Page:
Monday, February 23, 2015

Sugar Camp Days

Sugar Camp Days are set for March 21 and 22, 2015, in Bendix Woods County Park, Timothy Road, New Carlisle, Indiana.

Visitors can watch sap boil down into syrup and tour the sugar bush. A bonus: The New Carlisle Lion’s Club will be serving up a pancake and sausage breakfast (an annual fundraiser), and there’ll be homemade baked goods made with maple syrup for sale.

Hours are 8:30 a.m. to 3 p.m., and admission is $7 per vehicle.

(Photo by Joe Zlomek)

Friday, February 20, 2015

Maple Syrup Festival

This is the 46th year for the Maple Syrup Festival, 403 South Wabash, Wakarusa, Indiana.

April 24, 25 and 26, 2015, Road Trips Foodies can visit with history re-enactors at the Wakarusa Historical Museum and take a sugar camp tour to see how the sweet stuff is made.

It’s sponsored by the Wakarusa Chamber of Commerce.

(Photo courtesy of Wakarusa Maple Syrup Festival)

Monday, January 26, 2015

National Maple Syrup Festival

Set your sights for Indiana's Brown County the first weekend in March. That's the new location for the National Maple Syrup Festival.

From March 5 through 8, 2015, there'll be tree tapping, sap boiling and lots of foods and drinks using maple syrup as an ingredient in and around Brown County State Park.

The Dutch Oven Diva will cook, bake and have samples of her sweet and savory foods around a huge stone fireplace in Brown County State Park. The rangers there will lead interpretive hikes, teaching how to identify maple trees in winter and spring. Descendents of the Delaware and Shawnee native tribes will reenact how their ancestors made maple syrup on this land centuries ago, and, nearby, French Colonial reenactors will demonstrate how early white settlers made it differently.

The Story Inn will be home to the Sweet Victory Challenge, a culmination of national recipe contests for youth and adults, involving chefs, food writers and bloggers.

Downtown Nashville’s Pioneer Village will come alive with demonstrations of early pioneer sugaring methods. Nashville restaurants and retailers will focus on maple-related foods and wares, food and art artisans with candies, breads, chocolates and other foods and art from maple sap and maple trees will line the streets.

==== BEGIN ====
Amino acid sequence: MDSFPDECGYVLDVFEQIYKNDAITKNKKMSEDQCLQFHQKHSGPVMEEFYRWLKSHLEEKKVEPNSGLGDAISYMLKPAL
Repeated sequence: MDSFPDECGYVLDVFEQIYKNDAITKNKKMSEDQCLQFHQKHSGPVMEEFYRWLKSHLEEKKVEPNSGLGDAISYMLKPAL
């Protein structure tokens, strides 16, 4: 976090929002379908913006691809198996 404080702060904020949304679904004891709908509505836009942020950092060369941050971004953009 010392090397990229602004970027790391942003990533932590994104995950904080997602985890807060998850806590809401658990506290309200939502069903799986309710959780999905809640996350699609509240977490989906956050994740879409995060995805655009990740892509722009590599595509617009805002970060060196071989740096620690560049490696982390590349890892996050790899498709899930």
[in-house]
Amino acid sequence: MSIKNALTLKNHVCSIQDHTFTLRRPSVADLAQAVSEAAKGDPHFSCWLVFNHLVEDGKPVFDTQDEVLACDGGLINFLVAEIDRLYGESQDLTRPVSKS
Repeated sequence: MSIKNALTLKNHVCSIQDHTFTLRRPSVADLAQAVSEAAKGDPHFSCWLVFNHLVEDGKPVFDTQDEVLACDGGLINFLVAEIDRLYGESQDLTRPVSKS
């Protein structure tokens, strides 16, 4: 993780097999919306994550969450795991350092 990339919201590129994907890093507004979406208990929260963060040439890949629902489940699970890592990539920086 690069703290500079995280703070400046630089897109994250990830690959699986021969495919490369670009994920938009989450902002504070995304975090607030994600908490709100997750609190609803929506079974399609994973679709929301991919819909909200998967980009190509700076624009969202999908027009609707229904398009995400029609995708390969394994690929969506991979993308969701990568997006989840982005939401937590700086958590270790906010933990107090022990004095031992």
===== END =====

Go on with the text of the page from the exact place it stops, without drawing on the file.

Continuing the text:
Authors who have written on the maple syrup craft will be featured guests at dinners with foods and beers from maple syrup.

Ever had a pancake flipped onto your plate from 20 yards? Chris Cakes travels the country making pancakes coupled with a show like none other, and the Brown County High School is hosting that show on the mornings of March 7 and 8.

Saturday, January 24, 2015

Why Maple Syrup is So Expensive

Those of us who make maple syrup know this stuff, but for those of you who wonder what/when/why, check out this article in the Huffington Post.

Why Maple Syrup Is So Damn Expensive

Monday, January 5, 2015

The Bloom Is on for Maple Syrup

"Pancake lovers, take heart," writes Joshua A. Krisch in The New York Times. "In the coming weeks, maple farmers throughout Quebec, Vermont and elsewhere in the syrup belt will dust off their metal spiles for another harvest season, and some scientists are predicting that the sugary sap will flow even more freely than usual.

"That’s because this year, the region is likely to have what is known in botany as a mast year — a time every few years when perennial trees like sugar maples synchronize their seed cycles, and flower as one. Low-seed years usually lead to mass blooms, and may bode particularly well for the maple syrup industry."

Read the rest here.

Thursday, November 20, 2014

A Corpse in Maple Syrup?

Kathy Reichs, known for her mystery series featuring a forensic anthropologist named Temperance Brennan, turns out to be knowledgeable about maple syrup production as well.

In her latest, "Bones Never Lie" (New York: Bantam Books, 2014), one of Dr. Brennan's cases involves a corpse preserved in a vat of maple syrup.

A discussion of the sugaring process (in this novel, it's in Vermont) includes both collection of sap and syrup production.